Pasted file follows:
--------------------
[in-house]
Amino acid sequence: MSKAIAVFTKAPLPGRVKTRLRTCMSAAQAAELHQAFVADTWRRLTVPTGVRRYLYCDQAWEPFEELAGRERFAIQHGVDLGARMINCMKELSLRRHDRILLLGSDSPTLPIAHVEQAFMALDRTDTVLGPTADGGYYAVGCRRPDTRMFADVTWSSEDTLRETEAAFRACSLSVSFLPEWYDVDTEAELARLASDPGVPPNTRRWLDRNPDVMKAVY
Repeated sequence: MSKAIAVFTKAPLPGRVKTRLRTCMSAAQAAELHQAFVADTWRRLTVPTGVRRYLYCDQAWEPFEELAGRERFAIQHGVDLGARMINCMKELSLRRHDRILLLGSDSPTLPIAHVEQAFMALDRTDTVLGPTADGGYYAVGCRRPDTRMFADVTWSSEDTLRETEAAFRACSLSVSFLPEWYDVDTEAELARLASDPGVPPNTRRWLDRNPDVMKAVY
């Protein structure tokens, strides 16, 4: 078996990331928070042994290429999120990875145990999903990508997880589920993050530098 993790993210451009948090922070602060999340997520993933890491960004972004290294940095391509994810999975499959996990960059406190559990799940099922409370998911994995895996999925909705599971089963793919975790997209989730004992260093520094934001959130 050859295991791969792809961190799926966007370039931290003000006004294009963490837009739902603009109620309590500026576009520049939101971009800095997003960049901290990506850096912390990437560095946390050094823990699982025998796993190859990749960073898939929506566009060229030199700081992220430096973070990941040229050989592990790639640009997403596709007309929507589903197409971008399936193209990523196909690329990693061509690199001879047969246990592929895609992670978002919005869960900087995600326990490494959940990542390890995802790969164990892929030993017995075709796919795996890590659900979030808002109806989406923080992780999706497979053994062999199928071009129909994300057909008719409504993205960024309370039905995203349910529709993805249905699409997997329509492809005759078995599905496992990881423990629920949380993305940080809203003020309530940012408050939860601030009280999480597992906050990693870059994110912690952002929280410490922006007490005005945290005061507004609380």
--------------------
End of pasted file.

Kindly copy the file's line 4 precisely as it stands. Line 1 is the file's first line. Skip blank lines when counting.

């Protein structure tokens, strides 16, 4: 078996990331928070042994290429999120990875145990999903990508997880589920993050530098 993790993210451009948090922070602060999340997520993933890491960004972004290294940095391509994810999975499959996990960059406190559990799940099922409370998911994995895996999925909705599971089963793919975790997209989730004992260093520094934001959130 050859295991791969792809961190799926966007370039931290003000006004294009963490837009739902603009109620309590500026576009520049939101971009800095997003960049901290990506850096912390990437560095946390050094823990699982025998796993190859990749960073898939929506566009060229030199700081992220430096973070990941040229050989592990790639640009997403596709007309929507589903197409971008399936193209990523196909690329990693061509690199001879047969246990592929895609992670978002919005869960900087995600326990490494959940990542390890995802790969164990892929030993017995075709796919795996890590659900979030808002109806989406923080992780999706497979053994062999199928071009129909994300057909008719409504993205960024309370039905995203349910529709993805249905699409997997329509492809005759078995599905496992990881423990629920949380993305940080809203003020309530940012408050939860601030009280999480597992906050990693870059994110912690952002929280410490922006007490005005945290005061507004609380």